News from the Hollywood and New York TV Teletype columns:

  • A pilot script is in the works for a series starring Jose Ferrer as Mr. Moto, the Japanese detective portrayed by Peter Lorre in the movies.
  • The 1960 Gregory Peck movie The Gunfighter may become a weekly TV series.
  • Pat Priest has replaced Beverly Owens on The Munsters.
  • David Susskind, Nat Hiken, and Elroy “Crazy legs” Hirsh (University of Wisconsin) will face off against Franklin D. Roosevelt Jr., Erskine Caldwelll, and Mortimer Caplin (University of Virginia) in the January 10th, 1965 episode of Alumni Fun on CBS, hosted by Peter Lind Hayes.
  • The new British musical group Herman’s Hermits will debut in an episode of Shindig, which expands to an hour beginning January 20th.
  • NBC’s Sunday will shift to the 3-4PM time slot starting January 17th.

Rounding out the national section is a three-page picture feature on actor Sterling Holloway’s home in Laguna, CA (filled with art) as well as the regular TV crossword puzzle. There was no “As We See It” editorial in this issue.

There was just one news report in the “For the Record” column in the listings section this week, all about the latest national Nielsen report out on December 7th. It has been called “the $100,000,000 Nielsen report” for its importance to the networks and sponsors and its impact on programming. Covering the two weeks ending November 22nd, the report led to a number of cancellations on all three networks. Here’s the Top Ten:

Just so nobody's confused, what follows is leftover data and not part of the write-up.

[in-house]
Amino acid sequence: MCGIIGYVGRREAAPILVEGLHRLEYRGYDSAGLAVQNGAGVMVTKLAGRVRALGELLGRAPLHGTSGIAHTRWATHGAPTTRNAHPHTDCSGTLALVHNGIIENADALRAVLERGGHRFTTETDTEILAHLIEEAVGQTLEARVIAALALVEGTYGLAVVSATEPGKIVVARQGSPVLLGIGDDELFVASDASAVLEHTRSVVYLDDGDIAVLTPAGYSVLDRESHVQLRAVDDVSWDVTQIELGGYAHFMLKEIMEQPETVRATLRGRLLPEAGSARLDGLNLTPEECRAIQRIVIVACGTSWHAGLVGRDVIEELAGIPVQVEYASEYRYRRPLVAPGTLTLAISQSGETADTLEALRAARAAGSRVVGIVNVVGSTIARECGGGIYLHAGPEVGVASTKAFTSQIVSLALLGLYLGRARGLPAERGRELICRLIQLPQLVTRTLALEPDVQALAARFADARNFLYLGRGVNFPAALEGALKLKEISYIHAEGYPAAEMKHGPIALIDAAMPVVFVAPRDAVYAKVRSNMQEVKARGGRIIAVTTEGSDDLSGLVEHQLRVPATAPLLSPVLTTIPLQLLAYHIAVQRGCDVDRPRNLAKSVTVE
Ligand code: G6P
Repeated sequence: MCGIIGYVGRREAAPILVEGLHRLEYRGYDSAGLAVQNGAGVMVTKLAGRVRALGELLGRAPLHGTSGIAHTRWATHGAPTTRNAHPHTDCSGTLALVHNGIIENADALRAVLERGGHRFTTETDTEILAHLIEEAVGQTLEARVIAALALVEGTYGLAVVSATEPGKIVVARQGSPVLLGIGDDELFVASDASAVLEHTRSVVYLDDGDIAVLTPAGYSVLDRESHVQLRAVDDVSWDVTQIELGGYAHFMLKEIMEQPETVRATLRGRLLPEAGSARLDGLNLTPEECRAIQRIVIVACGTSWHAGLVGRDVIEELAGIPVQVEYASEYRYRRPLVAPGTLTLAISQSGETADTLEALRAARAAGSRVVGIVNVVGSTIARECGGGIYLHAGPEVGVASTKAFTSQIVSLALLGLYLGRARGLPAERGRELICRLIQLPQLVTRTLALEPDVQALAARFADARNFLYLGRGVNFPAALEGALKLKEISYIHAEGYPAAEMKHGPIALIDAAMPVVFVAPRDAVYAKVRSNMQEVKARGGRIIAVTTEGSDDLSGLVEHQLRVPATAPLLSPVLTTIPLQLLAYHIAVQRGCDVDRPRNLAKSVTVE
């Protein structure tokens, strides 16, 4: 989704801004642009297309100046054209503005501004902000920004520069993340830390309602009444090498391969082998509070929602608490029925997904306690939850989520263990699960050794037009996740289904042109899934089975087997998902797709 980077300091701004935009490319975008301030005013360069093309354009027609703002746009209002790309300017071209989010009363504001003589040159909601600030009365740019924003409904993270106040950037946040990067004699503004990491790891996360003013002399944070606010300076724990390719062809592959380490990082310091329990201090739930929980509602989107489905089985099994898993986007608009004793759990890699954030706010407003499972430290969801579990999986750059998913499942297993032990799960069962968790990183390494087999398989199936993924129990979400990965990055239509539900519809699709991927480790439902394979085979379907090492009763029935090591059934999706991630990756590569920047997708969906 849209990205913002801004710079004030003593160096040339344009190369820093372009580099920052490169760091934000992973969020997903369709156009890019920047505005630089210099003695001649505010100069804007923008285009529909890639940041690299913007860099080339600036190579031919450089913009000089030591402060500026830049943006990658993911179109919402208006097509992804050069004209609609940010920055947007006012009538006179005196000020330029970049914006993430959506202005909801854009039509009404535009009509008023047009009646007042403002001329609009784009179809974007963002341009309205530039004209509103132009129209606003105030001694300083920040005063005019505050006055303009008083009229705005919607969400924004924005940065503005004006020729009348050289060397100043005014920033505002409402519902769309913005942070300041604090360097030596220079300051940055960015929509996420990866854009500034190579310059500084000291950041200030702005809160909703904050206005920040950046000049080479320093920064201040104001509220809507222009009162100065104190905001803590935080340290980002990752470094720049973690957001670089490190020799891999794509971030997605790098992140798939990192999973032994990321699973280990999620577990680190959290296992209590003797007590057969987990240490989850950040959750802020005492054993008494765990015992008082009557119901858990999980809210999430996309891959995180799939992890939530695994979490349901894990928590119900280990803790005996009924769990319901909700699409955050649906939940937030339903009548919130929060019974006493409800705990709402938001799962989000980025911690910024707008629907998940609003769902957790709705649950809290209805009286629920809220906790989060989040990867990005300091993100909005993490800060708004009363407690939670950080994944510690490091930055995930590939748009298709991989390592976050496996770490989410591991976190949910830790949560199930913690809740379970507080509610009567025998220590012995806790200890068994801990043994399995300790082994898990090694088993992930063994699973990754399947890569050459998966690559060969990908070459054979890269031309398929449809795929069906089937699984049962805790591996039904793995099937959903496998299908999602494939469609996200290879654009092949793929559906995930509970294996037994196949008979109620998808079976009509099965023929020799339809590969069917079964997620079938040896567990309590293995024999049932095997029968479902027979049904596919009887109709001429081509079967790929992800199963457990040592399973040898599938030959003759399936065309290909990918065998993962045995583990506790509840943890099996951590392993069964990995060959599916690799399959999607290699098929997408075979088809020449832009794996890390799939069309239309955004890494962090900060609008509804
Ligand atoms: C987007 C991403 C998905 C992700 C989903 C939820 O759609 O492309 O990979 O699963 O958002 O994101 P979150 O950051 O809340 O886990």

1. Bonanza (NBC) – 35.8
  2. Bewitched (ABC) – 29.4
  3. Gomer Pyle, USMC (CBS) – 28.7
  4. The Fugitive (ABC) – 27.4
  5. The Andy Griffith Show (CBS) – 27.4
  6. The Red Skelton Show (CBS) – 27.2
  7. The Munsters (CBS) – 27.0
  8. The Lucy Show (CBS) – 26.2
  9. The Jackie Gleason Show (CBS) – 26.1
  10. Peyton Place II (ABC) – 26.0

According to the report, a 17.0 Nielsen rating has been considered “a passable grade” but there are plenty of shows rating lower than that, including Valentine’s Day, The Flintstones, The Outer Limits, Slattery’s People, The Baileys of Balboa, The Defenders, The Reporters, My Living Doll, 90 Bristol Court, The Man from U.N.C.L.E., and That Was the Week That Was. In response to the report, CBS made drastic mid-season changes, with nine shows shifting to new time slots, three new additions, and two cancellations. NBC and ABC, on the other hand, seem to be sticking by their earlier programming changes (i.e. The Outer Limits and Mickey cancelled by ABC and two-thirds of 90 Bristol Court cancelled by NBC).

The letters page in the listings section this week included three letters praising the November 30th, 1964 episode of Slattery’s People on CBS:

I regard the Slattery’s People episode, “Question: Do the Ignorant Sleep in Pure White Beds?”, having to do with sex education in our public schools, among the most relevant, timely and appropriate of any television show I’ve seen this season.
Ronald N. Katen, Associate Advisor
Young People’s Fellowship
Brooklyn, N.Y.